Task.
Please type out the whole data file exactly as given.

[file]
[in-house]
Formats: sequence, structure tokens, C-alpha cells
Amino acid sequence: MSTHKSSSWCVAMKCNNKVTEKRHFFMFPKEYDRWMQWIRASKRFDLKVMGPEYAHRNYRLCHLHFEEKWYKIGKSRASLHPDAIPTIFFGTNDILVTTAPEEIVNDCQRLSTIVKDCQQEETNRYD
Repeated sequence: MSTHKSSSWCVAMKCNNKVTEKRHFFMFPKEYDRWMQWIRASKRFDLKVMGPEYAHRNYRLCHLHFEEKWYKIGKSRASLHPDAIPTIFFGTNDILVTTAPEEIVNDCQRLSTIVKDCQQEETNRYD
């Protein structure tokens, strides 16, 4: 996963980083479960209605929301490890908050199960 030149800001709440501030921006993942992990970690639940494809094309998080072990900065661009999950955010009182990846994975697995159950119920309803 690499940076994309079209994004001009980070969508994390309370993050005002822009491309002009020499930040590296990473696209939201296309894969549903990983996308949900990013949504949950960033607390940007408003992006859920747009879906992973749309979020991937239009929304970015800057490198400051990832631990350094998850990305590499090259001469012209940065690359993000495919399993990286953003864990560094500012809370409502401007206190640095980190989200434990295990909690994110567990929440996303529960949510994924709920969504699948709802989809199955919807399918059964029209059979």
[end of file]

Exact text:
[in-house]
Formats: sequence, structure tokens, C-alpha cells
Amino acid sequence: MSTHKSSSWCVAMKCNNKVTEKRHFFMFPKEYDRWMQWIRASKRFDLKVMGPEYAHRNYRLCHLHFEEKWYKIGKSRASLHPDAIPTIFFGTNDILVTTAPEEIVNDCQRLSTIVKDCQQEETNRYD
Repeated sequence: MSTHKSSSWCVAMKCNNKVTEKRHFFMFPKEYDRWMQWIRASKRFDLKVMGPEYAHRNYRLCHLHFEEKWYKIGKSRASLHPDAIPTIFFGTNDILVTTAPEEIVNDCQRLSTIVKDCQQEETNRYD
């Protein structure tokens, strides 16, 4: 996963980083479960209605929301490890908050199960 030149800001709440501030921006993942992990970690639940494809094309998080072990900065661009999950955010009182990846994975697995159950119920309803 690499940076994309079209994004001009980070969508994390309370993050005002822009491309002009020499930040590296990473696209939201296309894969549903990983996308949900990013949504949950960033607390940007408003992006859920747009879906992973749309979020991937239009929304970015800057490198400051990832631990350094998850990305590499090259001469012209940065690359993000495919399993990286953003864990560094500012809370409502401007206190640095980190989200434990295990909690994110567990929440996303529960949510994924709920969504699948709802989809199955919807399918059964029209059979």